TIGTA Report on the State of IRS CI

TIGTA Report on the State of IRS CI

In August, TIGTA released its report titled Trends in Criminal Investigation's Enforcement Activities Showed Improvements for Fiscal Year 2010, With Gains in Most Performance Indicators (Ref: 2011-30-068 7/25/11), here. I have finally found time to look at the report, which is an annual report on key areas of priority and statistics for IRS' Criminal Investigation ("CI"), the IRS division charged with investigating tax crimes. CI has other criminal investigation responsibilities, but after the Webster Report in the late 1990s, has been tasked with using more of its resources on criminal tax investigation and, within that category, legal source criminal tax investigations. The notion for focusing more on legal source criminal tax investigation is that that is where the IRS can get the most benefit from its limited resources in terms of supporting the overall tax system. Obtaining and publicizing legal source tax convictions will likely have much more ripple effect on compliance than with obtaining and publicizing illegal source tax convictions.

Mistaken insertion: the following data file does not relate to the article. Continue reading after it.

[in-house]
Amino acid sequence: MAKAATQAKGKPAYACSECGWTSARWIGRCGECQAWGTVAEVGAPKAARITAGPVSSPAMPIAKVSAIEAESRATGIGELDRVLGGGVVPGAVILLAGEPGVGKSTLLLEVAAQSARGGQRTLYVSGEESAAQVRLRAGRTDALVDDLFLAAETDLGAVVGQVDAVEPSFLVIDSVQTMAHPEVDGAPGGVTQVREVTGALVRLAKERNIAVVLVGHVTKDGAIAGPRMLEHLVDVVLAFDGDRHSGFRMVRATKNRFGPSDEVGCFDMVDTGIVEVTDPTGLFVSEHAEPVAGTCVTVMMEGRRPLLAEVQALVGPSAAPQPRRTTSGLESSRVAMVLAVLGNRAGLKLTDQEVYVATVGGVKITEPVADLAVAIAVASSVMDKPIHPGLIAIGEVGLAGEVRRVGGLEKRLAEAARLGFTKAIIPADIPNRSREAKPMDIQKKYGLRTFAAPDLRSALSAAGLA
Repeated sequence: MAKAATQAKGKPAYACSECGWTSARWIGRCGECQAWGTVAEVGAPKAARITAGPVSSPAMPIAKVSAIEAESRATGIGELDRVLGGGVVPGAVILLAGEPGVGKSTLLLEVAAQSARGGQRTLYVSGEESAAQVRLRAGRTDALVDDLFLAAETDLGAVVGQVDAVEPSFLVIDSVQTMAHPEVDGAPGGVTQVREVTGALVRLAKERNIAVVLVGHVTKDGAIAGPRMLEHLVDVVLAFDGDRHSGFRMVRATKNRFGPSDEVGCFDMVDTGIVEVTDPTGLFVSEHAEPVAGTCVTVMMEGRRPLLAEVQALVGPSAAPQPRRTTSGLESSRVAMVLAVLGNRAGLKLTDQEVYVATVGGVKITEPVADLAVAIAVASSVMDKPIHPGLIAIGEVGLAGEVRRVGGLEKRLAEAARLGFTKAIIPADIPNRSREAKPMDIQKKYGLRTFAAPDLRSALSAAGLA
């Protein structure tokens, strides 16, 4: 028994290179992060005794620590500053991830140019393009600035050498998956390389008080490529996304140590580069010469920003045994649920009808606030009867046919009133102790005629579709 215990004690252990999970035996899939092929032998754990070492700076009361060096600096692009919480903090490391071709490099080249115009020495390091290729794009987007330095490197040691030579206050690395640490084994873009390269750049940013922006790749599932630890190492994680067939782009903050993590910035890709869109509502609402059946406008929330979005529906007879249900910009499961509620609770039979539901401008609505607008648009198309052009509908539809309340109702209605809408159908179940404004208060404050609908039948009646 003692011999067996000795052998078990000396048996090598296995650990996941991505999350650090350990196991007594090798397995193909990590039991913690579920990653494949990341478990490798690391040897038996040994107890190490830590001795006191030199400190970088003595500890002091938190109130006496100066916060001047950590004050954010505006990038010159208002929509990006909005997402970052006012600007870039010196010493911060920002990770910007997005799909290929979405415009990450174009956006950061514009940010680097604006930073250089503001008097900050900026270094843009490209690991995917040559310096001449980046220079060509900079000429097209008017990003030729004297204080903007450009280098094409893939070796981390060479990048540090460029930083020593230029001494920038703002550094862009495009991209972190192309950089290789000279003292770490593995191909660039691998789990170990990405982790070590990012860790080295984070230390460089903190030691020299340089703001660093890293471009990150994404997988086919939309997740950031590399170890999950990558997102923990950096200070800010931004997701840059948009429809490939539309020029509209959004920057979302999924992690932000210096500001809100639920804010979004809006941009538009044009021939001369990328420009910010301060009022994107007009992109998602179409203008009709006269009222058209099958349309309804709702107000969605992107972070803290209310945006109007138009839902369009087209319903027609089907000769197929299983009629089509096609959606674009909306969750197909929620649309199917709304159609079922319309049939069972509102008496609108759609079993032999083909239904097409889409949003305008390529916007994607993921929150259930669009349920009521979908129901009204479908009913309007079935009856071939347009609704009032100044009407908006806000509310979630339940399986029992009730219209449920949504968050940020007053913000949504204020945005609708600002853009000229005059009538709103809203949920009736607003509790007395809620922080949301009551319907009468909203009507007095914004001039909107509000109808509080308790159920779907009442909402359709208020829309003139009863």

Most of the report is about statistics, usually presented in graph form (called figures).  I caution readers to heed Benjamin Disreali's caution that: "There are three kinds of lies: lies, damned lies and statistics."

I excerpt only some portions of the report and refer to some of the figures (graphs) in the report that struck my interest....

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View Jack Townsend's input in its entirety on the Federal Tax Crimes blog site.

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